Second, even if an inmate's active addiction to alcohol at the time of the offense could provide a basis for an adverse suitability determination in cases in which the record contains “some evidence” that the prisoner presently presents a danger to society, that is not the case with Sass. The record is devoid of any evidence that supports the Board's finding that Sass, well over a decade after he last abused alcohol, constitutes a present threat to society. The Board's decision relies exclusively on the fact that Sass was an active alcoholic at the time of his offense of imprisonment and on his prior DUIs. Beyond that, it offers no evidence-not a single action on Sass's part since his imprisonment, not a medical or psychological report discussing the dangerousness of recidivism amongst recovering alcoholics generally or of Sass specifically-to support its conclusion that Sass was, at the time of the parole hearing, a danger to public safety. The Board's failure to offer any evidence linking Sass's past active alcoholism to a state of present dangerousness renders its decision completely without support and thus “arbitrary.” Indeed, there is simply nothing in the record that provides any evidence that Sass is unsuitable for parole.23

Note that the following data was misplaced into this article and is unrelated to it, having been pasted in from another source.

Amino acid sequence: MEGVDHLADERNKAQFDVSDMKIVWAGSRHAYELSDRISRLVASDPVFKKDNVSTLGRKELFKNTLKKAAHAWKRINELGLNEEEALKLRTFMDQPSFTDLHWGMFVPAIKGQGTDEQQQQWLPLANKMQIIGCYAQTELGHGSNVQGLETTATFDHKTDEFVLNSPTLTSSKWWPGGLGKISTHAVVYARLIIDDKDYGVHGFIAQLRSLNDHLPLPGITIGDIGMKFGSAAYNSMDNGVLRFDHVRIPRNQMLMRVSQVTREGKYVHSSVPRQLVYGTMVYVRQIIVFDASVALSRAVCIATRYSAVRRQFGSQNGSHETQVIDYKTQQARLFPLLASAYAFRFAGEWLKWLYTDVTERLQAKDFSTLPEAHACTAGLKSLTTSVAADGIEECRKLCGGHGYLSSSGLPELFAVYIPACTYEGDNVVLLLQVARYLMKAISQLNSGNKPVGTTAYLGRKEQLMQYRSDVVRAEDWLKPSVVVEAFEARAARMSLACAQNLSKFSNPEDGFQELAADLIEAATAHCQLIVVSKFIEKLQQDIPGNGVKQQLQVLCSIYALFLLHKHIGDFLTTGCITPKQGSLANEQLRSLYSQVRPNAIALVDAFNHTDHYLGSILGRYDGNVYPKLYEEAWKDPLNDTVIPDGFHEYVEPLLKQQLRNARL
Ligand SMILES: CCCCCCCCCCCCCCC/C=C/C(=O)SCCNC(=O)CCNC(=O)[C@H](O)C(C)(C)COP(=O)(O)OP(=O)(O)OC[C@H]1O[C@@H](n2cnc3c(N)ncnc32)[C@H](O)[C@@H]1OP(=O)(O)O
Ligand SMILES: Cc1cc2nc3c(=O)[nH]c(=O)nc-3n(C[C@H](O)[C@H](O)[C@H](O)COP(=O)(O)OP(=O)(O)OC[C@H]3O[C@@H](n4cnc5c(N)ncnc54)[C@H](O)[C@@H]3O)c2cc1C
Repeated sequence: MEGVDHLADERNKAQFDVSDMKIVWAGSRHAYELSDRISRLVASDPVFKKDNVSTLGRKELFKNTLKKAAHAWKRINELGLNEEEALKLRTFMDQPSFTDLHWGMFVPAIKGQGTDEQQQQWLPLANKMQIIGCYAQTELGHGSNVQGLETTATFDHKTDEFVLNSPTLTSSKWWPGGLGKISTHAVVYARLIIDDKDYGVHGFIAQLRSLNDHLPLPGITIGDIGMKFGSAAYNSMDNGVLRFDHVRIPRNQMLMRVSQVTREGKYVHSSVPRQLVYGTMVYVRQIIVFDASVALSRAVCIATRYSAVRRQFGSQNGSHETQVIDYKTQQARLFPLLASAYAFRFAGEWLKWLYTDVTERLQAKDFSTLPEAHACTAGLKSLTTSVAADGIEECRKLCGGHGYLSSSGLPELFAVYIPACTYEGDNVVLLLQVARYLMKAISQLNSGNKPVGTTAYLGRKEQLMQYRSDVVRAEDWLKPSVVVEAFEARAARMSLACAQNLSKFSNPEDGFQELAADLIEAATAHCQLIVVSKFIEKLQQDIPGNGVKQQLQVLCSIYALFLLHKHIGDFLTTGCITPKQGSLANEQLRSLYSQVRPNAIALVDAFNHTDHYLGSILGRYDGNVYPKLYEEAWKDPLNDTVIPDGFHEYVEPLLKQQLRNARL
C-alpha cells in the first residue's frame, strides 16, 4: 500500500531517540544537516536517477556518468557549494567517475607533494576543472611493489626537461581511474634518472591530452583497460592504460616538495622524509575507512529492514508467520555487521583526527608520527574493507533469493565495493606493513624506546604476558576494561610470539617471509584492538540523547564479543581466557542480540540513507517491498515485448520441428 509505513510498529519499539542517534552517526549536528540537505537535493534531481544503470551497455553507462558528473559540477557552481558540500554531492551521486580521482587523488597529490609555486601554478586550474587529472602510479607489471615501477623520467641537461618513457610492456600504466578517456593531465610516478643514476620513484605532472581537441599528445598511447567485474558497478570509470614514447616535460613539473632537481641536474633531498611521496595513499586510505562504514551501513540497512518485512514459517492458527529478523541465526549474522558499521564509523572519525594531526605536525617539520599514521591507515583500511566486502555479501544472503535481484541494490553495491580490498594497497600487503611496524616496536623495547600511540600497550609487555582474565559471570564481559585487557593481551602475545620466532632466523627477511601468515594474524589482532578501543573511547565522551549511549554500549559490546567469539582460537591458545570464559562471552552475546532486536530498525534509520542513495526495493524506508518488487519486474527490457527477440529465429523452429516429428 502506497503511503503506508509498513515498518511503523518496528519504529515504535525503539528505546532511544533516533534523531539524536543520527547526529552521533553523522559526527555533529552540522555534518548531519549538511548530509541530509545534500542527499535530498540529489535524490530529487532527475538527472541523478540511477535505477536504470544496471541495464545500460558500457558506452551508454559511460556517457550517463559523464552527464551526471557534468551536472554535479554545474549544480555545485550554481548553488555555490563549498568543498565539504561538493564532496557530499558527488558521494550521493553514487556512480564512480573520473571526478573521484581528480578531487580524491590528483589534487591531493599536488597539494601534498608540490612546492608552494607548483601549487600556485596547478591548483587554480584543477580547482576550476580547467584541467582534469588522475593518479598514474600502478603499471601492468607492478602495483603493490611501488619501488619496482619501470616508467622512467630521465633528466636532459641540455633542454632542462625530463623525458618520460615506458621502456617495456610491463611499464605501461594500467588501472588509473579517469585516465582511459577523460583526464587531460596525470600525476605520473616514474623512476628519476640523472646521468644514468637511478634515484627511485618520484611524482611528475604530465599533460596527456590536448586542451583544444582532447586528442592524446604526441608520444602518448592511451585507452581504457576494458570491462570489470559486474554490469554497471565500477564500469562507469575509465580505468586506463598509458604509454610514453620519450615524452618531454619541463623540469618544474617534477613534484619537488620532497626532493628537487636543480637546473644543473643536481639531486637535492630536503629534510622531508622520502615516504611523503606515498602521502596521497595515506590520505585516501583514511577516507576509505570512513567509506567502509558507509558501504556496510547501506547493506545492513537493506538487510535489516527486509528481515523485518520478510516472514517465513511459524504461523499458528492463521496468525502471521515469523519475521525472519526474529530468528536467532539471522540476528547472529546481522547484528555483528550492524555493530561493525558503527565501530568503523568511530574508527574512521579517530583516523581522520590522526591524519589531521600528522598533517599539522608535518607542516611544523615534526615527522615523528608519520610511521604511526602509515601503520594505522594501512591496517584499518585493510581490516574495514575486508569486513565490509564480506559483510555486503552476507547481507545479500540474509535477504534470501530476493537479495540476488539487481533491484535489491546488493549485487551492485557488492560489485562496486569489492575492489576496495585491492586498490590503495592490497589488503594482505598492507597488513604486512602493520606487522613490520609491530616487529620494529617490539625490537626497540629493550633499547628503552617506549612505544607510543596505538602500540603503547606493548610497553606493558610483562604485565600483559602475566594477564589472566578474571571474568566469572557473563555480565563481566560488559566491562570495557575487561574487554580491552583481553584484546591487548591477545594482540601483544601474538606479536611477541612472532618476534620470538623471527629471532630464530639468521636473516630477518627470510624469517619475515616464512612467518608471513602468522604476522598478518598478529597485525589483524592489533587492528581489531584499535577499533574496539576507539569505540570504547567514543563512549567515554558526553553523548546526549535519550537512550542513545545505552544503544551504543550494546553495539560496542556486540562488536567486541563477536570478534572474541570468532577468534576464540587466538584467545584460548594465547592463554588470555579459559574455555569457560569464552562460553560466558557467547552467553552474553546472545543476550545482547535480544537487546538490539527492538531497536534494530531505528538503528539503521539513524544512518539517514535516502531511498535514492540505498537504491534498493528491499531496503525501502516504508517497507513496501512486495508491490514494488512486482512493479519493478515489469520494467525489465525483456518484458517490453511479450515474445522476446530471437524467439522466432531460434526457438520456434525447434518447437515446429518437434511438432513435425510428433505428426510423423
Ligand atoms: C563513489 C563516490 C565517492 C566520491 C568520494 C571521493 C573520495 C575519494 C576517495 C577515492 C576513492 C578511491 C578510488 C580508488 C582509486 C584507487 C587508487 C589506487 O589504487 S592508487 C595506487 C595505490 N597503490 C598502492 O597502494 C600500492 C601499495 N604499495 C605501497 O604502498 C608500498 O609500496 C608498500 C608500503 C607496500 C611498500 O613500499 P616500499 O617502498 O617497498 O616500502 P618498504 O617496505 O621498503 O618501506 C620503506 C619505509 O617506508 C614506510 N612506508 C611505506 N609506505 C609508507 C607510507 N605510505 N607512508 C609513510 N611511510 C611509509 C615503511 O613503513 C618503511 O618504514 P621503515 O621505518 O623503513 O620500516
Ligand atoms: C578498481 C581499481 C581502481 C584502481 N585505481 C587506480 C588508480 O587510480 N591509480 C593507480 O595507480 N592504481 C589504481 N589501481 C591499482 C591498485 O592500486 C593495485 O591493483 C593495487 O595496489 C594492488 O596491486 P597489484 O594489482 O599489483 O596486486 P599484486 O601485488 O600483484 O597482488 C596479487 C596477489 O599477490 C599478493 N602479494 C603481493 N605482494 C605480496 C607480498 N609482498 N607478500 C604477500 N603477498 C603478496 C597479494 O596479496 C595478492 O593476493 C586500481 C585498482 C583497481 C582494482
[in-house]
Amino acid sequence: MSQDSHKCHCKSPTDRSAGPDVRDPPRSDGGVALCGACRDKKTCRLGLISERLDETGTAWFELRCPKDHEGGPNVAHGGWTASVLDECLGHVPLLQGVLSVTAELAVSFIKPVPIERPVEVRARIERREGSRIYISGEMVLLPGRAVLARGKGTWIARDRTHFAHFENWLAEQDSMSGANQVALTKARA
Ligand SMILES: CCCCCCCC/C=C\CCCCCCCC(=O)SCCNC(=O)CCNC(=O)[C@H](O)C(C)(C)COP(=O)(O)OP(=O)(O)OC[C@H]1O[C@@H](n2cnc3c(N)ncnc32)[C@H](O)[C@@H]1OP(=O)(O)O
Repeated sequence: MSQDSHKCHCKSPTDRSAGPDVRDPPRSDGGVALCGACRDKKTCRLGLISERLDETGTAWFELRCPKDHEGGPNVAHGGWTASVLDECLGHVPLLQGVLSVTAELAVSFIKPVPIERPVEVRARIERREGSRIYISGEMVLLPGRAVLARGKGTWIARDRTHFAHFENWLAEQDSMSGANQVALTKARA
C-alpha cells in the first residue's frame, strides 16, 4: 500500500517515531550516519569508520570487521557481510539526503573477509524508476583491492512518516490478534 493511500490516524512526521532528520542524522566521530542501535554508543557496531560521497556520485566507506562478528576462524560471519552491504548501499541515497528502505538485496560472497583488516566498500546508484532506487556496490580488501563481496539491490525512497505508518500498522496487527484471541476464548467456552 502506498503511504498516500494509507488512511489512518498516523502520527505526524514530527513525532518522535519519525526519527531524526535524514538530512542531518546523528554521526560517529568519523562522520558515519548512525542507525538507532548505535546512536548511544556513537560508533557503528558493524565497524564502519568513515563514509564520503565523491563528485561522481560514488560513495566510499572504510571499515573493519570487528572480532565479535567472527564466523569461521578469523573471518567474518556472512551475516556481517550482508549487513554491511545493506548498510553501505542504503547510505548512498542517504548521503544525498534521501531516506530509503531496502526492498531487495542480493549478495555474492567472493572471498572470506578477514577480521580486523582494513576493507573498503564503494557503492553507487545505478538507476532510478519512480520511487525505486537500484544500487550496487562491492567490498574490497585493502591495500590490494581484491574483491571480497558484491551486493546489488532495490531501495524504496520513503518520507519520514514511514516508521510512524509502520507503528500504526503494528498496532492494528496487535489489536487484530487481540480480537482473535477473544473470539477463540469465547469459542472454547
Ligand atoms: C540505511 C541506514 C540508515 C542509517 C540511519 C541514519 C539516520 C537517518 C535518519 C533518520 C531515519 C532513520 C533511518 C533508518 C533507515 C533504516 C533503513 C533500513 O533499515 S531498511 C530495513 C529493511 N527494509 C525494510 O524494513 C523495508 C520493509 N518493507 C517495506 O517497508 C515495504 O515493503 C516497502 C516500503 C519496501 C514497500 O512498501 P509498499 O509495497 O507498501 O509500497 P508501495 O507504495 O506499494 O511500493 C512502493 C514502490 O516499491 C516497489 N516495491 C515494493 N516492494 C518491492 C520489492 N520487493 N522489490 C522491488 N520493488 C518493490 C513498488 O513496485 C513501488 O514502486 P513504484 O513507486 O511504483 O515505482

Because status as an alcoholic alone cannot constitute the basis for determining that an inmate is unsuitable for parole, and because the record here is completely devoid of any evidence showing that Sass's active alcoholism numerous years ago makes him a present threat to public safety, the Board's suitability decision, which depended entirely on Sass's alcoholism, is “arbitrary.” Because the state court decision likewise is wholly without evidentiary support and because it validates a Parole Board decision based on bias and addictive status, it constitutes an unreasonable application of the clearly established “otherwise arbitrary” part of Hill.